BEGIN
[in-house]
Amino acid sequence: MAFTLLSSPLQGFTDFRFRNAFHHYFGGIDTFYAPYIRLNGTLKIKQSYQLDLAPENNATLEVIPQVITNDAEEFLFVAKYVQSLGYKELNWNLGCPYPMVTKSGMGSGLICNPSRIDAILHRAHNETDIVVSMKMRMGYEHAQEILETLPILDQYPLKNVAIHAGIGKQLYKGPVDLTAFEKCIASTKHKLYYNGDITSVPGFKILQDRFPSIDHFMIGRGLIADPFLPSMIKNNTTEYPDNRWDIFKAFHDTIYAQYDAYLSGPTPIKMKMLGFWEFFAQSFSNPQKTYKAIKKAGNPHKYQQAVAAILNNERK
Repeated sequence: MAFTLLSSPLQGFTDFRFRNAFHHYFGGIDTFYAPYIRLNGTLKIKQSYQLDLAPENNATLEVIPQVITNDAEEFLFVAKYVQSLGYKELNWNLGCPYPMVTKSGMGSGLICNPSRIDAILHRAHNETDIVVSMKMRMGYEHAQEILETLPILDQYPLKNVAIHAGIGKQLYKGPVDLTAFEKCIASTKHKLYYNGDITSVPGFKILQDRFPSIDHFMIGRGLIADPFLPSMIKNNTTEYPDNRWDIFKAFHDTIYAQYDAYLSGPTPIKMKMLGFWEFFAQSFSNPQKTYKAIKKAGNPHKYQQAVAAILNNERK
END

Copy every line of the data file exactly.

[in-house]
Amino acid sequence: MAFTLLSSPLQGFTDFRFRNAFHHYFGGIDTFYAPYIRLNGTLKIKQSYQLDLAPENNATLEVIPQVITNDAEEFLFVAKYVQSLGYKELNWNLGCPYPMVTKSGMGSGLICNPSRIDAILHRAHNETDIVVSMKMRMGYEHAQEILETLPILDQYPLKNVAIHAGIGKQLYKGPVDLTAFEKCIASTKHKLYYNGDITSVPGFKILQDRFPSIDHFMIGRGLIADPFLPSMIKNNTTEYPDNRWDIFKAFHDTIYAQYDAYLSGPTPIKMKMLGFWEFFAQSFSNPQKTYKAIKKAGNPHKYQQAVAAILNNERK
Repeated sequence: MAFTLLSSPLQGFTDFRFRNAFHHYFGGIDTFYAPYIRLNGTLKIKQSYQLDLAPENNATLEVIPQVITNDAEEFLFVAKYVQSLGYKELNWNLGCPYPMVTKSGMGSGLICNPSRIDAILHRAHNETDIVVSMKMRMGYEHAQEILETLPILDQYPLKNVAIHAGIGKQLYKGPVDLTAFEKCIASTKHKLYYNGDITSVPGFKILQDRFPSIDHFMIGRGLIADPFLPSMIKNNTTEYPDNRWDIFKAFHDTIYAQYDAYLSGPTPIKMKMLGFWEFFAQSFSNPQKTYKAIKKAGNPHKYQQAVAAILNNERK